1.New acquaintances etiquette
Ceremonial acts in teaism include bowing, stretching out the hands, and other culturally symbolic acts. Taeteaites have created their own tea-serving etiquettes, including bowing, hand-stretching, and other culturally symbolic acts,which can be otherwise summarized as new acquaintance etiquette, benediction etiquette and veneration etiquette.
To be acquainted is to befriend one another. New acquaintance etiquette is a tea etiquette through which relationships are established (see right figure). Standard procedure of the new acquaintance etiquette is as follows: Hold the cup in the right hand, with the thumb and forefinger at the sides, and the middle finger propping up the bottom, so that the pose would resemble “three dragons holding up a dug (tripod)” and look both secure and elegant. In this analogy, the three fingers are referred to as three dragons, the tea cup as the ding, and the pose is referred to as “three dragons holding up a ding,” The left hand then assists the right hand in bringing up the cup to the height of the shoulder, with the thumbs naturally spread out. Next, bring the cup close to the mouth to drink and slowly set the cup down when done with a sip.
The benediction etiquette is a relatively formal occasion where the host gives blessings and thanks to the guests through the offering of a cup of tea (see right figure). Blessings and thanks are given by folding the palms of the hands together (with the fingers pointing up) in front of the chest, placing a cup of tea (with or without a cup holder) on a saucer and offering the tea respectfully.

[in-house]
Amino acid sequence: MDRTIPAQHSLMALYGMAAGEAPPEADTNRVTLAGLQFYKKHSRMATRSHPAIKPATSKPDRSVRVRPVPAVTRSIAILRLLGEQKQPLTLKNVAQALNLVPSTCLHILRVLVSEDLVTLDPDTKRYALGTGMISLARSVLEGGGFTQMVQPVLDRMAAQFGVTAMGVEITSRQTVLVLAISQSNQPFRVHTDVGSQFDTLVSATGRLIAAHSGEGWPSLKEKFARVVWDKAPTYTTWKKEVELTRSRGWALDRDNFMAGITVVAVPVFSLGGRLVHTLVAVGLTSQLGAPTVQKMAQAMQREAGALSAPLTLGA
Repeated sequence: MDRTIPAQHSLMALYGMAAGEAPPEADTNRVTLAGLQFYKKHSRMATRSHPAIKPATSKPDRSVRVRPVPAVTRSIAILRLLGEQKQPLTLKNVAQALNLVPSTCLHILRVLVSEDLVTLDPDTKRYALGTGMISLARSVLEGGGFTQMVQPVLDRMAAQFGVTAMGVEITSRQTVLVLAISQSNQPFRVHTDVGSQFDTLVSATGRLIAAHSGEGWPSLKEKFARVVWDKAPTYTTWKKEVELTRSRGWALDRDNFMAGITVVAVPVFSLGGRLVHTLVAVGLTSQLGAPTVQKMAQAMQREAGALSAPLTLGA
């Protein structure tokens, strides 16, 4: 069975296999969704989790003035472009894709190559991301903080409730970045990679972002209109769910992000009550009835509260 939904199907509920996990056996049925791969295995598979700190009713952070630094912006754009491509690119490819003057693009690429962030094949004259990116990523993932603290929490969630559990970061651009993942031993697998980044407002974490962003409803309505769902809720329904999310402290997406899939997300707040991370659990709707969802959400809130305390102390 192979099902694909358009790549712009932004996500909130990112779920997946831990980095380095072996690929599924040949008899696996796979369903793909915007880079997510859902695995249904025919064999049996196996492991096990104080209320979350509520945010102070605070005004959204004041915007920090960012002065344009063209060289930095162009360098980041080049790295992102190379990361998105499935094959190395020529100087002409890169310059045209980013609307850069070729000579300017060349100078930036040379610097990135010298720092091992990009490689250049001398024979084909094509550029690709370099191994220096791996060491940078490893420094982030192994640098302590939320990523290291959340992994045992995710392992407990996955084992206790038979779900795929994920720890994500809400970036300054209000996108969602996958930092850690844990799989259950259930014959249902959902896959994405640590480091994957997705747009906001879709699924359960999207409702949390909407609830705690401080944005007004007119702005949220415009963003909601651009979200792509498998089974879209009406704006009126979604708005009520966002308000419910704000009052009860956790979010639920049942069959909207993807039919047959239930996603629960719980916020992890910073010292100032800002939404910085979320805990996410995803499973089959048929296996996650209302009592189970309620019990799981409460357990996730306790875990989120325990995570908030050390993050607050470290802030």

Worshiping Master Lu Yu the Sage of Tea: Stand facing the sage’s portrait, hold with both hands the tea tray with tea cups and saucers on it, raise the tray forward above the eyebrows and bow before slowly placing it on the shrine of the portrait.
Showing reverence for seniors: (As shown in the figure on the right) stand facing the senior, hold with both hands the tea tray with cups and saucers on it:(or hold with both hands tea cups and saucers), raise the tray or cups and saucers forward above the eyebrows, bow and wait until the senior takes the tea, whereupon the teaist would stand in reverence before stepping aside. If the senior is seated in a chair, the worshipper can bow or kneel down to offer tea as the ritual or custom requires. A tea lover should conscientiously learn these rules and norms and carefully observe them as they hone their Chadao skills by giving presentations and practicing hospitality and Chadao on other occasions.